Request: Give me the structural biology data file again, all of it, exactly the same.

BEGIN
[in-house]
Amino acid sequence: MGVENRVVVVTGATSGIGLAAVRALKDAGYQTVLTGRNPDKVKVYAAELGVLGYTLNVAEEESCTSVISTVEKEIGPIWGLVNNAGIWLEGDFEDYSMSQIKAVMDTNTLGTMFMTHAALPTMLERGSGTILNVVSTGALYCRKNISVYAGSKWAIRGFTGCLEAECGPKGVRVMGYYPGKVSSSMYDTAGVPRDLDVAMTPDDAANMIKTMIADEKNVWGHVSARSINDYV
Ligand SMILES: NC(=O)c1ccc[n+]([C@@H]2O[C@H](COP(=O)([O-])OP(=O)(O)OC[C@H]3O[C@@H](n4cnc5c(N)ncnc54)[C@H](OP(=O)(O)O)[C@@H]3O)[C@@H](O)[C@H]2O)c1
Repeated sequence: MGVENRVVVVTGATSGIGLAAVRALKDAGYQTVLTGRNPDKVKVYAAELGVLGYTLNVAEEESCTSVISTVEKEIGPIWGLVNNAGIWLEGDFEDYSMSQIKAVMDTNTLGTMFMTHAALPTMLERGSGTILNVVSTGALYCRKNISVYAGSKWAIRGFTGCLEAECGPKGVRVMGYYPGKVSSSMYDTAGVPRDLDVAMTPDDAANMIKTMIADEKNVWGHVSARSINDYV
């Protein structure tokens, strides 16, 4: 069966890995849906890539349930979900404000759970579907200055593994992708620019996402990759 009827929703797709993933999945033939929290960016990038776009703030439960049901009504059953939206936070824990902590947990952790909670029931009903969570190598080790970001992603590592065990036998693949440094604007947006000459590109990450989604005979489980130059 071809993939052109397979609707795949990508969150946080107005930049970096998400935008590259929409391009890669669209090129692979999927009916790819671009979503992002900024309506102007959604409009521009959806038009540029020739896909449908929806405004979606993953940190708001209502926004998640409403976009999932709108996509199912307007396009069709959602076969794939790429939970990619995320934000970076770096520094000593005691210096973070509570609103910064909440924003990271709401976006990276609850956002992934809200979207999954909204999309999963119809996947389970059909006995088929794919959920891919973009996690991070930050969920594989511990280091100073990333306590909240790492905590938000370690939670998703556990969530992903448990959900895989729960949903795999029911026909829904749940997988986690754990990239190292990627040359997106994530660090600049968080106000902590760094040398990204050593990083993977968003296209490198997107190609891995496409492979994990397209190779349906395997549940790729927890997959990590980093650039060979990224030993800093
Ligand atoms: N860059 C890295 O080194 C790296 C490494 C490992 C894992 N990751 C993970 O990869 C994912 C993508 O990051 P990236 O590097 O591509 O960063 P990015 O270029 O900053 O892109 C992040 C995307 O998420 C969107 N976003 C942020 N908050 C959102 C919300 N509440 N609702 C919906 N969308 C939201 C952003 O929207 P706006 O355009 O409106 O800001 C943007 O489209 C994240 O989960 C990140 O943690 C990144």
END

[in-house]
Amino acid sequence: MGVENRVVVVTGATSGIGLAAVRALKDAGYQTVLTGRNPDKVKVYAAELGVLGYTLNVAEEESCTSVISTVEKEIGPIWGLVNNAGIWLEGDFEDYSMSQIKAVMDTNTLGTMFMTHAALPTMLERGSGTILNVVSTGALYCRKNISVYAGSKWAIRGFTGCLEAECGPKGVRVMGYYPGKVSSSMYDTAGVPRDLDVAMTPDDAANMIKTMIADEKNVWGHVSARSINDYV
Ligand SMILES: NC(=O)c1ccc[n+]([C@@H]2O[C@H](COP(=O)([O-])OP(=O)(O)OC[C@H]3O[C@@H](n4cnc5c(N)ncnc54)[C@H](OP(=O)(O)O)[C@@H]3O)[C@@H](O)[C@H]2O)c1
Repeated sequence: MGVENRVVVVTGATSGIGLAAVRALKDAGYQTVLTGRNPDKVKVYAAELGVLGYTLNVAEEESCTSVISTVEKEIGPIWGLVNNAGIWLEGDFEDYSMSQIKAVMDTNTLGTMFMTHAALPTMLERGSGTILNVVSTGALYCRKNISVYAGSKWAIRGFTGCLEAECGPKGVRVMGYYPGKVSSSMYDTAGVPRDLDVAMTPDDAANMIKTMIADEKNVWGHVSARSINDYV
């Protein structure tokens, strides 16, 4: 069966890995849906890539349930979900404000759970579907200055593994992708620019996402990759 009827929703797709993933999945033939929290960016990038776009703030439960049901009504059953939206936070824990902590947990952790909670029931009903969570190598080790970001992603590592065990036998693949440094604007947006000459590109990450989604005979489980130059 071809993939052109397979609707795949990508969150946080107005930049970096998400935008590259929409391009890669669209090129692979999927009916790819671009979503992002900024309506102007959604409009521009959806038009540029020739896909449908929806405004979606993953940190708001209502926004998640409403976009999932709108996509199912307007396009069709959602076969794939790429939970990619995320934000970076770096520094000593005691210096973070509570609103910064909440924003990271709401976006990276609850956002992934809200979207999954909204999309999963119809996947389970059909006995088929794919959920891919973009996690991070930050969920594989511990280091100073990333306590909240790492905590938000370690939670998703556990969530992903448990959900895989729960949903795999029911026909829904749940997988986690754990990239190292990627040359997106994530660090600049968080106000902590760094040398990204050593990083993977968003296209490198997107190609891995496409492979994990397209190779349906395997549940790729927890997959990590980093650039060979990224030993800093
Ligand atoms: N860059 C890295 O080194 C790296 C490494 C490992 C894992 N990751 C993970 O990869 C994912 C993508 O990051 P990236 O590097 O591509 O960063 P990015 O270029 O900053 O892109 C992040 C995307 O998420 C969107 N976003 C942020 N908050 C959102 C919300 N509440 N609702 C919906 N969308 C939201 C952003 O929207 P706006 O355009 O409106 O800001 C943007 O489209 C994240 O989960 C990140 O943690 C990144």